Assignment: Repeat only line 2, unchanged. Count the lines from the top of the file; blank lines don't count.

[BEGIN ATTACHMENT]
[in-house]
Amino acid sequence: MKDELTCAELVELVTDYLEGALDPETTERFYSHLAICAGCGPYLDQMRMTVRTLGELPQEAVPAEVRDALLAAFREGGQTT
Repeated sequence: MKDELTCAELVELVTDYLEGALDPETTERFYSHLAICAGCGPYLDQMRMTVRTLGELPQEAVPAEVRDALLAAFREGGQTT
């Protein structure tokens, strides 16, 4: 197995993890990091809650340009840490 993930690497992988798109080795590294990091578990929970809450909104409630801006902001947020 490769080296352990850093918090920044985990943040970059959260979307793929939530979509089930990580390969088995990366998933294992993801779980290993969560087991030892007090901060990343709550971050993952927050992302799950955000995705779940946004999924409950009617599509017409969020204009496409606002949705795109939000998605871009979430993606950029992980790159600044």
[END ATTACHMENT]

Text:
Amino acid sequence: MKDELTCAELVELVTDYLEGALDPETTERFYSHLAICAGCGPYLDQMRMTVRTLGELPQEAVPAEVRDALLAAFREGGQTT